C.E. Unterberg, Towbin

C.E. Unterberg, Towbin, was a United States investment bank. Founded as C.E. Unterberg & Co. in 1932 by Clarence E. Unterberg, the firm changed its name to C.E Unterberg, Towbin & Co., in 1953.[1][2]

C.E. Unterberg, Towbin
IndustryInvestment services
SuccessorL. F. Rothschild, Unterberg, Towbin (later Collins Stewart)
ProductsFinancial services
Investment banking


The firm began as a niche over-the-counter trading firm. Following World War II, the firm made a name for itself as an investment banker for the technology oriented companies of the period.[3]

Following its merger with L.F. Rothschild in 1977, the firm was known as L. F. Rothschild, Unterberg, Towbin and was led primarily by Thomas I. Unterberg and A. Robert Towbin. The firm was known for its merchant banking investments, particularly in high-technology companies. In the early 1980s, the firm emerged as the leading underwriter of initial public offerings, surpassing the elite investment banks (at the time, including Lehman Brothers, Goldman Sachs, and Morgan Stanley). Among the companies they took public were Intel, Cray Research, and biotechnology company Cetus Corporation.[4] Following the 1986 departure of Tom Unterberg and Bob Towbin for Lehman Brothers, the firm became known as L.F. Rothschild until it filed Chapter 11 in 1989.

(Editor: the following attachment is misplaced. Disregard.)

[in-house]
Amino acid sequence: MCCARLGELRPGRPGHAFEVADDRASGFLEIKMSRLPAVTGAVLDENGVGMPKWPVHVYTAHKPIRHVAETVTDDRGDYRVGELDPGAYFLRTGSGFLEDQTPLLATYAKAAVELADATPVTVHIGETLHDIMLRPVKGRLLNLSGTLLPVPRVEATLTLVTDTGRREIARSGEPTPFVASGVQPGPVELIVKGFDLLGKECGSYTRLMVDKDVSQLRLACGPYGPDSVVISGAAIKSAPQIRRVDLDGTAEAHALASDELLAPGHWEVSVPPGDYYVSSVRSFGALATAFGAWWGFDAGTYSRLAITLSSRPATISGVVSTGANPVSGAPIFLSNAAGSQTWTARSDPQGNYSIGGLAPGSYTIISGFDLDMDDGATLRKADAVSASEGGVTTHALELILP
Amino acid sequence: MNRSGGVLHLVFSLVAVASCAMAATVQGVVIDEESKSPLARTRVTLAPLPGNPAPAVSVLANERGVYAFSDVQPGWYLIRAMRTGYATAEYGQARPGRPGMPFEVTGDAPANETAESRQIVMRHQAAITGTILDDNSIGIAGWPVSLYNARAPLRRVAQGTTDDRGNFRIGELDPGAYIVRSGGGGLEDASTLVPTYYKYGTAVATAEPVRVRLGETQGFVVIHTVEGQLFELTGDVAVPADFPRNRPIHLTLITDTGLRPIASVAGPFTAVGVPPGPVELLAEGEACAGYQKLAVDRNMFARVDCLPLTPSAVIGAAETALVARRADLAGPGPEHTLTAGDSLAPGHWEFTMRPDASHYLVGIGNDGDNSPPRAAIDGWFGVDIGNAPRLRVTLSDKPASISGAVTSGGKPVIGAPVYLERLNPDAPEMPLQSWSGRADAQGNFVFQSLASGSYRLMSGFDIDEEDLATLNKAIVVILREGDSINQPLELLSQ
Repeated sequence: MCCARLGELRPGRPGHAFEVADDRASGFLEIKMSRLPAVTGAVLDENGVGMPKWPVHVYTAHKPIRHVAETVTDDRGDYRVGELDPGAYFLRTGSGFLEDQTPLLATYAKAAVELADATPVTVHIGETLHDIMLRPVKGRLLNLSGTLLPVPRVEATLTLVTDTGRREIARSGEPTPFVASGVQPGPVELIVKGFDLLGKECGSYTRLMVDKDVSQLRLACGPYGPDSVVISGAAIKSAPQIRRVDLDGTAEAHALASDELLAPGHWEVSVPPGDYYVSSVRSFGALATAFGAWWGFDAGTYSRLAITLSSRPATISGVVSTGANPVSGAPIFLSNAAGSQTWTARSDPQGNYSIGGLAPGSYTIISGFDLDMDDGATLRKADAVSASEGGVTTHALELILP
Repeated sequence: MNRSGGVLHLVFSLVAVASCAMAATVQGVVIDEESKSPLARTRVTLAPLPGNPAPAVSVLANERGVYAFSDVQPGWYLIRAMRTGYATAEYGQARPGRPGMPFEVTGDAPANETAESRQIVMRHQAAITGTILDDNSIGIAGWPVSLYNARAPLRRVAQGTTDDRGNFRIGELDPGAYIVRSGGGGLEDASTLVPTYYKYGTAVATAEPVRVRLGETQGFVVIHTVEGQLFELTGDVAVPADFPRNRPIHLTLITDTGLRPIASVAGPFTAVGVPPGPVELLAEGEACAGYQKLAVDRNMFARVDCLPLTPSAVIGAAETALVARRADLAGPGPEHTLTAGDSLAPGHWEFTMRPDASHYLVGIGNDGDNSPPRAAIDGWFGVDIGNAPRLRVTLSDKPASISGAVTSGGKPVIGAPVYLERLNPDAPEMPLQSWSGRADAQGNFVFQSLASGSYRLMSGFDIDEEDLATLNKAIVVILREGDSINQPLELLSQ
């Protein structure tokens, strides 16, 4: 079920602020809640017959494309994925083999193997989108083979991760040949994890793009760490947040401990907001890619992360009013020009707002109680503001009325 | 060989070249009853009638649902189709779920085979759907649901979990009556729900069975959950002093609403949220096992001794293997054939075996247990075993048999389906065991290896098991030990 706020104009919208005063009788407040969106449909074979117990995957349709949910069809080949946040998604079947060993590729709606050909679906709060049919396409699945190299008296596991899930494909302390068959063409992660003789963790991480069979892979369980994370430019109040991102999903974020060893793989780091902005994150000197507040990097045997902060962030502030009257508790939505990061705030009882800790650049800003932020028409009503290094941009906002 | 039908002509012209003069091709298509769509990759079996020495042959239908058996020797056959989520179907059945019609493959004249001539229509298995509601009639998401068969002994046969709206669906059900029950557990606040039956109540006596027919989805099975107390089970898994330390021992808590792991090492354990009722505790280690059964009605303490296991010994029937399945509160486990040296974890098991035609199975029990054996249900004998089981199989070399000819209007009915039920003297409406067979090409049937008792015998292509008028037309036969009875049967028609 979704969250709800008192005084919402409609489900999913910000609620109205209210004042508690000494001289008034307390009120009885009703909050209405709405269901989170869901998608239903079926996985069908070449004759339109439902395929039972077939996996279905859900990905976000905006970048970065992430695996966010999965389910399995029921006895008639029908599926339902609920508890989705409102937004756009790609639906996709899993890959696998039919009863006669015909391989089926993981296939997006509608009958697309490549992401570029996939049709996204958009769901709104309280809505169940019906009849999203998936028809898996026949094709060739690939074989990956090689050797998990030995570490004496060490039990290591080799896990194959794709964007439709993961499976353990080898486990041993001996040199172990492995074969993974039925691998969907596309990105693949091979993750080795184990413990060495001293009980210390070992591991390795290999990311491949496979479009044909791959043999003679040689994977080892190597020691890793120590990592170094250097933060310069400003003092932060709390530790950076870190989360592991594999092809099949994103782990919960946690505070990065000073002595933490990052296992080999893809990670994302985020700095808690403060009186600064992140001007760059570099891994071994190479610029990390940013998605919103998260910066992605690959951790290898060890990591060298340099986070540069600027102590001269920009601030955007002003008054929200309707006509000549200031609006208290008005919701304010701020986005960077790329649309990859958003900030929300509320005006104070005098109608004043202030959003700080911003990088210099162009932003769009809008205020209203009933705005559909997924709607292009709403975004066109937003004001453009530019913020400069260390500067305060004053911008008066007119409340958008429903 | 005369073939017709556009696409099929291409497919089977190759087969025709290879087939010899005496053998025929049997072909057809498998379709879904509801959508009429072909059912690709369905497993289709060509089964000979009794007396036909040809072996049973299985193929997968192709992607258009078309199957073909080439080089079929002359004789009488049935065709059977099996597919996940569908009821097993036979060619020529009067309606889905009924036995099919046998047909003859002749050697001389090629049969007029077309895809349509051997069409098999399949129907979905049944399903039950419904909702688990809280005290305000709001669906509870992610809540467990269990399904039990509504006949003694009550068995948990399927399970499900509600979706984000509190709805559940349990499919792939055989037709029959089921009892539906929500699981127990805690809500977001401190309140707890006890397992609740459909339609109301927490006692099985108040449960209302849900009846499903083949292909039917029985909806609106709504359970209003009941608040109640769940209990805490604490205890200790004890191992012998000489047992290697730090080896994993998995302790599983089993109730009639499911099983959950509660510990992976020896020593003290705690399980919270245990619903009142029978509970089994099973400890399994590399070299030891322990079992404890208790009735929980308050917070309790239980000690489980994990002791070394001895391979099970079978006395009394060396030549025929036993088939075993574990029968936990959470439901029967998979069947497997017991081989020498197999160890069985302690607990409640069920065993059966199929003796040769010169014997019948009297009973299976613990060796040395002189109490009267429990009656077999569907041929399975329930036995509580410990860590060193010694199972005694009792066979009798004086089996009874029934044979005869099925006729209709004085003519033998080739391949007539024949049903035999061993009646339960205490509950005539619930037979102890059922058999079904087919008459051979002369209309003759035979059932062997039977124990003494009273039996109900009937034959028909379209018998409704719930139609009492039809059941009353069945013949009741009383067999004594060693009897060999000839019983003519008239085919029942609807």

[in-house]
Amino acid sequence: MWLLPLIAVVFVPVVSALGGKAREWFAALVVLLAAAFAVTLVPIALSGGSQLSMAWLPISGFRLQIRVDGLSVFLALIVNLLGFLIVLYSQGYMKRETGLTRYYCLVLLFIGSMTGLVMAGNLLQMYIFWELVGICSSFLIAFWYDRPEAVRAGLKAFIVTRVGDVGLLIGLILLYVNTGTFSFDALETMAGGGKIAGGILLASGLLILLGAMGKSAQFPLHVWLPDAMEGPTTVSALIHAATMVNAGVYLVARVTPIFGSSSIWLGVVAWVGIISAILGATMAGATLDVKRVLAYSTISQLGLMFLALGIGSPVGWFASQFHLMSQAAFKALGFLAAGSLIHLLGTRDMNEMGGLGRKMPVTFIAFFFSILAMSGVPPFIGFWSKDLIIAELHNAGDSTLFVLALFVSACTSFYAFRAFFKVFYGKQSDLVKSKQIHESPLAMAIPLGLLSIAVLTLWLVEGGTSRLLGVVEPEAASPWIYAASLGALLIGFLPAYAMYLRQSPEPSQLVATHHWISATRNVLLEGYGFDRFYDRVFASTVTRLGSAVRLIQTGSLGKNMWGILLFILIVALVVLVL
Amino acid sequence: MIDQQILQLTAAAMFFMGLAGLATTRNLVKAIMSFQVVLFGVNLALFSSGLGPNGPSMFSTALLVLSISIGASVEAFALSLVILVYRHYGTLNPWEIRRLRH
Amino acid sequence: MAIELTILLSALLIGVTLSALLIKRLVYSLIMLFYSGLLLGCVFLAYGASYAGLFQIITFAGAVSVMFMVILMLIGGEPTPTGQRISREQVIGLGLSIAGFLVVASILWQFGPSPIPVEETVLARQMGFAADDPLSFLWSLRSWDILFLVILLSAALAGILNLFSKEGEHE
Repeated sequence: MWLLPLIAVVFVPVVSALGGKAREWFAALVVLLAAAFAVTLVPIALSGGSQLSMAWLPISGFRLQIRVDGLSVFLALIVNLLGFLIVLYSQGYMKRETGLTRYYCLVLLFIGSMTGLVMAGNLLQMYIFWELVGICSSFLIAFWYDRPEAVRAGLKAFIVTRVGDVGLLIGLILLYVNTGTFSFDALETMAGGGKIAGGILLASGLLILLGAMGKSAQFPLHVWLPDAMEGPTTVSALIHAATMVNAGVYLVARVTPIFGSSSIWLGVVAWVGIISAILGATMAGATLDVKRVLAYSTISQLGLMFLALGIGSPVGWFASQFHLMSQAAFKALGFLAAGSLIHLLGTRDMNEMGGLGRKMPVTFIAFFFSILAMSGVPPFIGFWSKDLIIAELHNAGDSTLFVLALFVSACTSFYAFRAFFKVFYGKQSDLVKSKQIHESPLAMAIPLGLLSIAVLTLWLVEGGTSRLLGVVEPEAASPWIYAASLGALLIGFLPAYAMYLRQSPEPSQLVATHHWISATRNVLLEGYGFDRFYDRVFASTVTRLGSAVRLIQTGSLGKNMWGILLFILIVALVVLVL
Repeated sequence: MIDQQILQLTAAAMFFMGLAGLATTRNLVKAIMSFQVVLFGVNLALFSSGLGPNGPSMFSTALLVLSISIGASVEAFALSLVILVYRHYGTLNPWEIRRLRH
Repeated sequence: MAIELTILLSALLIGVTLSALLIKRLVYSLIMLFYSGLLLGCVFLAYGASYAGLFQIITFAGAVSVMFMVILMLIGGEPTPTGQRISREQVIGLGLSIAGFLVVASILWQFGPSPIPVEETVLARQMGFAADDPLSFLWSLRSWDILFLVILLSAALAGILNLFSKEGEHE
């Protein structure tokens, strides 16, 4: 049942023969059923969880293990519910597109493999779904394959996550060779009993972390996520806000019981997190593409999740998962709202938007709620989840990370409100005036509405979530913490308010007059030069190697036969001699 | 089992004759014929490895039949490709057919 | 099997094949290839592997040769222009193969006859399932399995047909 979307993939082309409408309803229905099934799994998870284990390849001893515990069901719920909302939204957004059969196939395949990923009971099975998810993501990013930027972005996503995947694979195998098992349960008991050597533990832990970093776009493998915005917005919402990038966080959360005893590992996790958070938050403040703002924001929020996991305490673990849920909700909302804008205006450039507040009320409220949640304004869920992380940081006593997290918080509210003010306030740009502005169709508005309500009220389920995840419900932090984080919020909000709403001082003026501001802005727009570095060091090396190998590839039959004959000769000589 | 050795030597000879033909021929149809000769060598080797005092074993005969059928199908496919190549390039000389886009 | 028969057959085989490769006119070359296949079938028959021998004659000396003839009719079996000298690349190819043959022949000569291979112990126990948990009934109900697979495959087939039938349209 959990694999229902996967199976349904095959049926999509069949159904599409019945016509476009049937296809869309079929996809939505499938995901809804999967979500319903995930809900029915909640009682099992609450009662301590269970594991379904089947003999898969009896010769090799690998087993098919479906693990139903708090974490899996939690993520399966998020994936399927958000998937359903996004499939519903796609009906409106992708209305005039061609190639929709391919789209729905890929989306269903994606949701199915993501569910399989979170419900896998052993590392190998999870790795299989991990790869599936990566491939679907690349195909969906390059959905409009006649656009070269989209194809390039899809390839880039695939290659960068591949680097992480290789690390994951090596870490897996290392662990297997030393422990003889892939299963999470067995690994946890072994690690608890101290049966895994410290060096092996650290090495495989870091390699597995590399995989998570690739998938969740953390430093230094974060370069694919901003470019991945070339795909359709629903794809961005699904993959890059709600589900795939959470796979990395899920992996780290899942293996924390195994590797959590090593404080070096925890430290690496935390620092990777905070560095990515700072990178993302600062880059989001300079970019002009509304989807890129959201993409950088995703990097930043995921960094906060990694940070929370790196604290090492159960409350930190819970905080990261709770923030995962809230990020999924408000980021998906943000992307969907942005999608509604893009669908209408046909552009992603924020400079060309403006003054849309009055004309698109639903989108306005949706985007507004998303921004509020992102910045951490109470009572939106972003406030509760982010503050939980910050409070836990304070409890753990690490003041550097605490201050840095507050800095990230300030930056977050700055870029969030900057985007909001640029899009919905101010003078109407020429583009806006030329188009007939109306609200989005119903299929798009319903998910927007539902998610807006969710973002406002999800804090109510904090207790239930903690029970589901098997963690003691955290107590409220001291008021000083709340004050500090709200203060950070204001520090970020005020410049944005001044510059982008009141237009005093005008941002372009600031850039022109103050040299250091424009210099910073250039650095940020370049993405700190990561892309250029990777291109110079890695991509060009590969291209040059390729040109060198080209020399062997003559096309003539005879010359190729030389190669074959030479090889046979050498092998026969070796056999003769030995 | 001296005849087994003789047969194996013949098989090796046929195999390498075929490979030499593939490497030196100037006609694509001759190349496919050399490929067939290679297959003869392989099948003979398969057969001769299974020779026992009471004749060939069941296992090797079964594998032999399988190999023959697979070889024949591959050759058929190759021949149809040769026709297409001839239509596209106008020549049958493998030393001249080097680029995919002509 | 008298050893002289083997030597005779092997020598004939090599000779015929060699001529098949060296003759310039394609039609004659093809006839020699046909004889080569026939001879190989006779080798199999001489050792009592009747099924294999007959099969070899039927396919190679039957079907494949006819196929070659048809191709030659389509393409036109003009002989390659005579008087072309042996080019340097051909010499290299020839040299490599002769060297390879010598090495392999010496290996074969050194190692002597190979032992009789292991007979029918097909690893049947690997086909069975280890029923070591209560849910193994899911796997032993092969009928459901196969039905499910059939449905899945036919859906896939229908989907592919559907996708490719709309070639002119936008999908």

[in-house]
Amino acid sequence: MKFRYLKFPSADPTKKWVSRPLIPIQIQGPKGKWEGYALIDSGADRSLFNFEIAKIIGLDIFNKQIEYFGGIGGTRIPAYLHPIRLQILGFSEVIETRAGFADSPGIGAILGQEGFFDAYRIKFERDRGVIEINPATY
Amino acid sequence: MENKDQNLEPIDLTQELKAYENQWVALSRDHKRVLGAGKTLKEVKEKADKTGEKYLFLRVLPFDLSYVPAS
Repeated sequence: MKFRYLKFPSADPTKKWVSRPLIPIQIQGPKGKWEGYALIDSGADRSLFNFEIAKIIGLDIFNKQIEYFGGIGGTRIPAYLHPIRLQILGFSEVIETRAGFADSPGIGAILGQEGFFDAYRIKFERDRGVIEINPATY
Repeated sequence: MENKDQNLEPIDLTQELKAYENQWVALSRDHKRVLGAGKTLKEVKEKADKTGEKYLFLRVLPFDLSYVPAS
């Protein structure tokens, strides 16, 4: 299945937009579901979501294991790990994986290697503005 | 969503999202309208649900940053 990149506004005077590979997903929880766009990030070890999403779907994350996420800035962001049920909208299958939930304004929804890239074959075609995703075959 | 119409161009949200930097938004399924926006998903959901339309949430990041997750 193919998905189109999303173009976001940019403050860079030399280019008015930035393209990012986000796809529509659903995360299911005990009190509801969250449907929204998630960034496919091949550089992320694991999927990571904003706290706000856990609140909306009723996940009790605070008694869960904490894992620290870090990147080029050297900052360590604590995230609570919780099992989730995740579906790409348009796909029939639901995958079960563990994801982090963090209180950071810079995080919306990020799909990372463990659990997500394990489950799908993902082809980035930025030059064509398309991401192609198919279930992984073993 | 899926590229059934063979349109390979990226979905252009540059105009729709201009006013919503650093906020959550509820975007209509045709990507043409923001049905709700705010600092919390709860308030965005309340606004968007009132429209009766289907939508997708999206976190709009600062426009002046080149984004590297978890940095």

Subsequently, in 1990, Tom Unterberg started a new firm with investment banker Bob Harris, formerly of Alex. Brown & Sons, called Unterberg Harris. The firm focused on raising capital for growth companies, with a focus in the technology, healthcare and global security sectors. In 1995, Towbin joined the firm and in 1997, Bob Harris left for Bear Stearns, so the company took on the C.E. Unterberg, Towbin name once again. Since January 2002, John Gutfreund, a former CEO of Salomon Brothers has been senior managing director of the bank. On July 16, 2007, the firm was acquired by UK-based investment bank Collins Stewart, and assumed that firm's name.[5]

Notable alumniEdit


  1. ^ "Clarence E. Unterberg, An Investment Banker". The New York Times. 1987-11-30. ISSN 0362-4331. Retrieved 2021-06-21.
  2. ^ "Dealer Changing Name". timesmachine.nytimes.com. Retrieved 2021-06-21.
  3. ^ Williamson, John Peter. The Investment Banking Handbook. John Wiley and Sons, 1988
  4. ^ MCGEEHAN, PATRICK. "Private Sector; Banker's Novel Late-Career Move." The New York Times, November 11, 2001
  5. ^ Reuters Staff (2007-05-21). "Collins Stewart says to buy C.E. Unterberg, Towbin". Reuters. Retrieved 2021-06-21.
  6. ^ "Next-generation investing: James Satloff". Crain's New York Business. 2006-10-12. Retrieved 2022-05-13.